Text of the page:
Director-General calls for investigation into the death of Indian journalist Akshay Singh

The Director-General of UNESCO, Irina Bokova, called on the Indian authorities to investigate thoroughly the death of reporter Akshay Singh in the Indian state of Madhya Pradesh state on 4 July.

“I express my condolences to Akshay Singh’s family, friends and colleagues and urge the authorities to investigate his death,” the Director-General said. “It is essential for rule of law and for society’s right to be kept informed, that the authorities do all they can to clarify the cause of Mr Singh's death. Reporters must be able to carry out their professional duties in a safe environment and crimes against them must not go unpunished”, Ms Bokova concluded.

Akshay Singh, a local TV journalist for the private Hindi news channel Aaj Tak, was investigating corruption in the north central state of Madhya Pradesh when he died from what doctors in a local hospital said was a heart attack. Media reports have raised doubts about the cause of Mr Singh's death.

The Director-General of UNESCO issues statements on the killing of media workers in line with Resolution 29 adopted by UNESCO Member States at the Organization’s General Conference of 1997, entitled “Condemnation of Violence against Journalists.” These statements are posted on a dedicated webpage, UNESCO condemns the killing of journalists.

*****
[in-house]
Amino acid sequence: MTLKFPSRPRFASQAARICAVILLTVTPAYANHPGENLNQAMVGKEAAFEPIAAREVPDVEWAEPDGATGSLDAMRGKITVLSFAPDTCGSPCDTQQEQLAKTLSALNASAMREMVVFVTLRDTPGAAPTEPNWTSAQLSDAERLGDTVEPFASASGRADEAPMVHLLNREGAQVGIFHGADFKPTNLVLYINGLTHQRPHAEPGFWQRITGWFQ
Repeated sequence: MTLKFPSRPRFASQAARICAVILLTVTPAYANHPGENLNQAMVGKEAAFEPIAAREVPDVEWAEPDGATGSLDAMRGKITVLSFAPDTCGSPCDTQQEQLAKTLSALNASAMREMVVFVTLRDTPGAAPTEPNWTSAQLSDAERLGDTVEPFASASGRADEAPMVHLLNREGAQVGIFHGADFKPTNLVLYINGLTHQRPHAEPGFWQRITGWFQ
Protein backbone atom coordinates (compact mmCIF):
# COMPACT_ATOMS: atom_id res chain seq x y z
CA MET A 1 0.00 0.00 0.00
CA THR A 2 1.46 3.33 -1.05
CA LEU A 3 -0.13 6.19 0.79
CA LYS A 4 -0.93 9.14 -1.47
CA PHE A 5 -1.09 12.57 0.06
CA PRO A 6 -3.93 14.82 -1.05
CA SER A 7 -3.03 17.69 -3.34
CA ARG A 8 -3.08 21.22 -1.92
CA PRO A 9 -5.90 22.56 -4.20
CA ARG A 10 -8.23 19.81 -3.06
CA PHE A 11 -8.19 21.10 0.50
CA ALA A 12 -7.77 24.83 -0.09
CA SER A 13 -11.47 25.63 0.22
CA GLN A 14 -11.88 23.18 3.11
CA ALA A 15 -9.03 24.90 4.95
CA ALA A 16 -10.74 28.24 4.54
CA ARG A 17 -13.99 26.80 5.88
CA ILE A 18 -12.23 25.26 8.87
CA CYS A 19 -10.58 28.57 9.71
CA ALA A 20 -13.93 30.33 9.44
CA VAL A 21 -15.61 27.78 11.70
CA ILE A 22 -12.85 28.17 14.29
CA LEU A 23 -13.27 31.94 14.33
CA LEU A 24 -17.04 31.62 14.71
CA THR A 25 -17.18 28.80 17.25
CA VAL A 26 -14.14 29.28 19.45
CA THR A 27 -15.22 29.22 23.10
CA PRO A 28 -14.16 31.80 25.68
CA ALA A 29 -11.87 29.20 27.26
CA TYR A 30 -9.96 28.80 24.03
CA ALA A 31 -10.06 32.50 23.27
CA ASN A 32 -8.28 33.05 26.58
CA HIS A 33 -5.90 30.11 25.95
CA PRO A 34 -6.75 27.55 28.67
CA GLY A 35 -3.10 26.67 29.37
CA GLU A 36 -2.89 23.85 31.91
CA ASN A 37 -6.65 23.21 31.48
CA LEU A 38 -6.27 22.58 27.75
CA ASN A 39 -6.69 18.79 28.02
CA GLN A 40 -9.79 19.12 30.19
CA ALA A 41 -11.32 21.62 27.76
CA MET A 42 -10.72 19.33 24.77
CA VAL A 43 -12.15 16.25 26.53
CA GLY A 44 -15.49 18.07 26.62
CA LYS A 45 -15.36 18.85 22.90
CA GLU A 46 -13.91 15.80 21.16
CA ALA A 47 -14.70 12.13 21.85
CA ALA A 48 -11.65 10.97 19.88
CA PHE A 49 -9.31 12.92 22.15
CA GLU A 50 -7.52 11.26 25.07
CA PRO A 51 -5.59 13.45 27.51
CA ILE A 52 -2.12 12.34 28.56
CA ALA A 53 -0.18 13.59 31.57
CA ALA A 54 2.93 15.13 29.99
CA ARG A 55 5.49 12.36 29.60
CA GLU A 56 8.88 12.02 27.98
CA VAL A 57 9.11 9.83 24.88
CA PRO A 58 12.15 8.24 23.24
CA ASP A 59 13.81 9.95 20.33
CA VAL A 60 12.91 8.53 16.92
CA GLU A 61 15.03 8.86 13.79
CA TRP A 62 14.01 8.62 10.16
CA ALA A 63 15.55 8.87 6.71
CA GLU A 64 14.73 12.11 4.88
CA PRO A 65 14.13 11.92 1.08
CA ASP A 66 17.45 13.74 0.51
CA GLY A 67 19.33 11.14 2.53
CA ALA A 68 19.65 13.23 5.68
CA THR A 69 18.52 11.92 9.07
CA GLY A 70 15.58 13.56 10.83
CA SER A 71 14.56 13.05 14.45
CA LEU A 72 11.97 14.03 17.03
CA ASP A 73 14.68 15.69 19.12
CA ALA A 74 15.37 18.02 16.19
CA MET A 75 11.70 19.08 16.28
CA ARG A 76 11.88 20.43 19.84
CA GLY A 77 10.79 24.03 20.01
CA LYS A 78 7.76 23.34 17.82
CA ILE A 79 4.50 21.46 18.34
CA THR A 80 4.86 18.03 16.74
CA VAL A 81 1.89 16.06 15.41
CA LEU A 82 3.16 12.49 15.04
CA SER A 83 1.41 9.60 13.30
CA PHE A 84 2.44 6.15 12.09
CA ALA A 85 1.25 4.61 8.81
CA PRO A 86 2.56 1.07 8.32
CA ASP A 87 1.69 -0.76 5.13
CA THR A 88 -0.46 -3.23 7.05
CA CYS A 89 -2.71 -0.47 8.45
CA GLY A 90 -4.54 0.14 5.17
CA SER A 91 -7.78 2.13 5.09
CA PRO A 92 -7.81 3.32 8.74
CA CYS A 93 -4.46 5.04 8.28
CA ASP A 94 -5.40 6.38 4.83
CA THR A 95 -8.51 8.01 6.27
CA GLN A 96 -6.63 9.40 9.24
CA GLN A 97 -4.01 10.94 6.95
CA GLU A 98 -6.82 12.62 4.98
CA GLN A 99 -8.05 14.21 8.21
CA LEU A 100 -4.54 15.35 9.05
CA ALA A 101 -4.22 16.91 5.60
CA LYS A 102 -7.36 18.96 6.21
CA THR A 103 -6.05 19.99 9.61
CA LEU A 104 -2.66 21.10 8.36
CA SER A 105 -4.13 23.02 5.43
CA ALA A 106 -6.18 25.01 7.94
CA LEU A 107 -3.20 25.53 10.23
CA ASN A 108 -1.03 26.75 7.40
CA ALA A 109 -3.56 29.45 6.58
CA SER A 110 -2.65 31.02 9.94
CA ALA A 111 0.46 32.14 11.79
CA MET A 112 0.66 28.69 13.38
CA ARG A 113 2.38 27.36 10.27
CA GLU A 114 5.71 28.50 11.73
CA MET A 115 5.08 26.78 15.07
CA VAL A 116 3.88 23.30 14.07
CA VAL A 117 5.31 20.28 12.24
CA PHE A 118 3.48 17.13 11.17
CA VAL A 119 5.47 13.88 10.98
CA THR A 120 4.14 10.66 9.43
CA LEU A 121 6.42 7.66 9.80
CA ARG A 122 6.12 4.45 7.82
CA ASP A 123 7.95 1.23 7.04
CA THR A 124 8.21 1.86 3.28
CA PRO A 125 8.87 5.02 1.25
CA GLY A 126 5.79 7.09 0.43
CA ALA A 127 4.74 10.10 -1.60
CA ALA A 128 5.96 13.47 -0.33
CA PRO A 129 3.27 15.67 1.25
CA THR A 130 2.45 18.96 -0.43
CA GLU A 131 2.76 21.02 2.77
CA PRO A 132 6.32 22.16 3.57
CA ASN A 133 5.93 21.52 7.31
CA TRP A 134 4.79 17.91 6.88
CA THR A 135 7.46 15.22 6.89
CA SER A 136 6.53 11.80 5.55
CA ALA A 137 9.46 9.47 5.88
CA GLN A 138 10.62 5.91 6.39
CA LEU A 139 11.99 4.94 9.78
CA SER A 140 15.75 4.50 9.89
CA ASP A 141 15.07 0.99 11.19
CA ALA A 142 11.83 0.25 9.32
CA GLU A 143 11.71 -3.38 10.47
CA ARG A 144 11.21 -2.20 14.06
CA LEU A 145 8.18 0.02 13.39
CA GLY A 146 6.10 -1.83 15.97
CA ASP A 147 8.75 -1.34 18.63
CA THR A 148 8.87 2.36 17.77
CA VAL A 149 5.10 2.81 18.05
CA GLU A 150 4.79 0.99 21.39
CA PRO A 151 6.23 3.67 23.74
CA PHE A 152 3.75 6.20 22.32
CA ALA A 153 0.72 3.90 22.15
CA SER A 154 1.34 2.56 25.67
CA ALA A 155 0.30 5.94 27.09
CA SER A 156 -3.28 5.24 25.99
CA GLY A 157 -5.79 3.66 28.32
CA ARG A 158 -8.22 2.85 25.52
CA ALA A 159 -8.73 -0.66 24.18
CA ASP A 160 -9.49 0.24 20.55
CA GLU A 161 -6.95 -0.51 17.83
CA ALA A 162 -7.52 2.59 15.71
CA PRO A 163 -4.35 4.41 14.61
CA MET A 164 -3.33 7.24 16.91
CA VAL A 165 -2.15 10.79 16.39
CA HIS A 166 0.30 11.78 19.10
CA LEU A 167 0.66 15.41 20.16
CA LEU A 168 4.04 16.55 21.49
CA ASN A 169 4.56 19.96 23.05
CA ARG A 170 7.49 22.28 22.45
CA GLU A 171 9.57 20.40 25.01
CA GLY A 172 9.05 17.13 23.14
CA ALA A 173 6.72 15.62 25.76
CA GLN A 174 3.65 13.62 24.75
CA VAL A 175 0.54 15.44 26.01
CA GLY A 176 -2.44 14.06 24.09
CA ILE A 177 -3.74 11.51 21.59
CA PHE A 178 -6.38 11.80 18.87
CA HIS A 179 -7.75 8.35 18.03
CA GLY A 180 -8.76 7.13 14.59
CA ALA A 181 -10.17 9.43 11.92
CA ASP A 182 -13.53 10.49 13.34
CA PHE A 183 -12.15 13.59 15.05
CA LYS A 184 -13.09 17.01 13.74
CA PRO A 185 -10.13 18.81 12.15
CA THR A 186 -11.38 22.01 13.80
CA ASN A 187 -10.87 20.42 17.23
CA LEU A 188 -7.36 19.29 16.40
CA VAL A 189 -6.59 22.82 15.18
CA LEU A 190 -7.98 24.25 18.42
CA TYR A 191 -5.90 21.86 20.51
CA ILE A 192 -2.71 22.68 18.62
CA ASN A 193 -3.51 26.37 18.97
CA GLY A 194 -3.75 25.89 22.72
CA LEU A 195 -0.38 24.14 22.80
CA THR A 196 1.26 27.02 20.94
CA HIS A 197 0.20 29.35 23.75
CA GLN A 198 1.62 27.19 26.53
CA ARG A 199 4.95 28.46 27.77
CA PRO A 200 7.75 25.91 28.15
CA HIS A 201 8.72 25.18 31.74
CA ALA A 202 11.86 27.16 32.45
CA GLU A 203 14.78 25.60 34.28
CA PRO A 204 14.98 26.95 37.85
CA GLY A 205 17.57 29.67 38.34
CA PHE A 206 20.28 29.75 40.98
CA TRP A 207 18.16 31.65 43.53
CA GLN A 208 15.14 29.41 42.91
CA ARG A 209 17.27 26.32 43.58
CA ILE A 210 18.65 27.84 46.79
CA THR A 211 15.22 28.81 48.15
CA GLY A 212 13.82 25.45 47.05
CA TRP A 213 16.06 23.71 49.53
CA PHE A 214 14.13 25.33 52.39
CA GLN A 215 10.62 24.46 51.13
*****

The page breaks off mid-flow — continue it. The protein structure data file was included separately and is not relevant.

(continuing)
Media contact: Sylvie Coudray, s.coudray(at),  +33 (0)1 45 68 42 12

UNESCO is the United Nations agency with a mandate to defend freedom of expression and press freedom. Article 1 of its Constitution requires the Organization to “further universal respect for justice, for the rule of law and for the human rights and fundamental freedoms which are affirmed for the peoples of the world, without distinction of race, sex, language or religion, by the Charter of the United Nations.” To realize this the Organization is requested to “collaborate in the work of advancing the mutual knowledge and understanding of peoples, through all means of mass communication and to that end recommend such international agreements as may be necessary to promote the free flow of ideas by word and image…”